Soybeans are an important crop because of the quantity and quality of
protein and oil in the seeds. Seed storage protein and fatty acids accumulate
during seed development, and this process depends upon precise orchestration
of gene transcription – both genetic and environmental factors influence
the eventual composition of seeds. To understand these factors we study
soybean seed development. The goal of this work is to make soybean plants
with a more nutritious balance of proteins in the seed, and oils that are
either healthier or better suited for industrial applications, and to understand
how events that occur during seed development impact yield.
Current Projects in the laboratory include:
Gene expression during soybean seed development
In order to understand how the expression of genes relevant to seed composition
and yield is controlled, the laboratory studies networks of gene regulation
in developing soybean seeds. Recent work has focused on the control of
seed gene expression by diurnal cycles or the plant circadian clock. Many
of the biological and physiological processes involved in protein biosynthesis,
plant secondary metabolism, and carbohydrate metabolism are known to be
controlled by the circadian clock or influenced by diurnal cycles. However,
it was not known to what extent these factors influence gene expression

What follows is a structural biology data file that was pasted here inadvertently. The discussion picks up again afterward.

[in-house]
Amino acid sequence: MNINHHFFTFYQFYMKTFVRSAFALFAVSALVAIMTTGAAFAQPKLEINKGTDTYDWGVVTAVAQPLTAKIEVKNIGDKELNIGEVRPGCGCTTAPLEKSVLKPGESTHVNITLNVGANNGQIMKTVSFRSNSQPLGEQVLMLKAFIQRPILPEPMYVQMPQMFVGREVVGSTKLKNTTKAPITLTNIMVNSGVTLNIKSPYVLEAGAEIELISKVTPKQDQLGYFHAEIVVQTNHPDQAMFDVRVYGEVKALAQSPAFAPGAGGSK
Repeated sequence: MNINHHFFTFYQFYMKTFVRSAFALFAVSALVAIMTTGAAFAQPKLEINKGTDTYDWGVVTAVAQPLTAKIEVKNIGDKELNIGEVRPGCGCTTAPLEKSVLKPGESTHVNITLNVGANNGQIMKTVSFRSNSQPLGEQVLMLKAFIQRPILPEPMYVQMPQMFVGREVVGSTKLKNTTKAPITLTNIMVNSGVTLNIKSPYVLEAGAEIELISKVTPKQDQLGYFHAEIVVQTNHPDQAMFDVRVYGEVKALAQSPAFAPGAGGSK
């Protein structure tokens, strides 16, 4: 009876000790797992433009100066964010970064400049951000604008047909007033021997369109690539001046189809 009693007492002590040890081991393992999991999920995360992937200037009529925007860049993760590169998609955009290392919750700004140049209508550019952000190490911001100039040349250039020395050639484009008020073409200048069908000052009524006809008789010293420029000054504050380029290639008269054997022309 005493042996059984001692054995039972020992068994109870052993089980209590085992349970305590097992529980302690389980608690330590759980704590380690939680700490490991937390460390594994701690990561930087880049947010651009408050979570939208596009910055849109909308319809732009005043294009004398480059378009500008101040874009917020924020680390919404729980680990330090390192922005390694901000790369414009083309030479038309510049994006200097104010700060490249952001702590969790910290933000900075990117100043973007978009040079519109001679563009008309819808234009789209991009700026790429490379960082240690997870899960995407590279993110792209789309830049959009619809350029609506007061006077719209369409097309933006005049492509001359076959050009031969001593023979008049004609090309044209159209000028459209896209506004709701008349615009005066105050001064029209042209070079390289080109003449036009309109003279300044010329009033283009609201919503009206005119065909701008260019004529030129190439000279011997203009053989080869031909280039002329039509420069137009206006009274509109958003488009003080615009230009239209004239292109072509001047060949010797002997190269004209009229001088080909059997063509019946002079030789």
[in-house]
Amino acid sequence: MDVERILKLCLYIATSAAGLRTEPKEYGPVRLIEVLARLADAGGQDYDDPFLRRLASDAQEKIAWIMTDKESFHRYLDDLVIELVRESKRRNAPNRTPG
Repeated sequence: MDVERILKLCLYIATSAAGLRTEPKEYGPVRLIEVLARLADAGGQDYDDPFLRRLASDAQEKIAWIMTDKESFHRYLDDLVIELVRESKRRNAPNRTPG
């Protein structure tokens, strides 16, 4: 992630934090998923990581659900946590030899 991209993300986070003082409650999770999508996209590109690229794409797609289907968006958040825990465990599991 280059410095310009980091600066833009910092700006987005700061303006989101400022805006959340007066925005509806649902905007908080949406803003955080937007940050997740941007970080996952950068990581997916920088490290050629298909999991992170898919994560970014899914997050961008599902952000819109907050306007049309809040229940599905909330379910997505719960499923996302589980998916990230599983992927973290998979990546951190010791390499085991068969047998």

during seed development. We used microarray expression profiling to identify
genes that are regulated by the circadian clock in developing soybean seeds.
Over 400 genes in developing seeds show evidence of circadian regulation,
and these genes encode proteins that are predicted to be involved in many
different metabolic processes in the seeds. Interesting differences in
gene expression were observed between leaves and seeds of the same plants
in circadian clock controlled gene expression and diurnal cycles. A number
of transcriptional regulators that are controlled by the circadian clock
in soybean seeds were identified, and are currently being characterized.
In addition, promoter motifs were found to be common to subsets of co-regulated
genes, which represent potential targets of transcription factor binding.
We are also using several parallel approaches to characterize the expression
and function of candidate genes in soybean that are believed to be important
for seed development and composition based on their roles in seed development
in other plant species.
Soybean TILLInG population
The soybean TILLInG (Targeting Induced Local Lesions In Genomes) population
is a resource of induced mutant soybean plants that are being screened
for genetic variation in useful traits. Forward genetic screening of this
population has identified genetic loci involved in determining seed responsiveness
to the plant hormone abscisic acid, and loci required for the normal fatty
acid composition of soybeans. In addition, we are testing ways to use the
population for reverse genetic screening to identify mutations in genes
that may be of interest to other soybean researchers.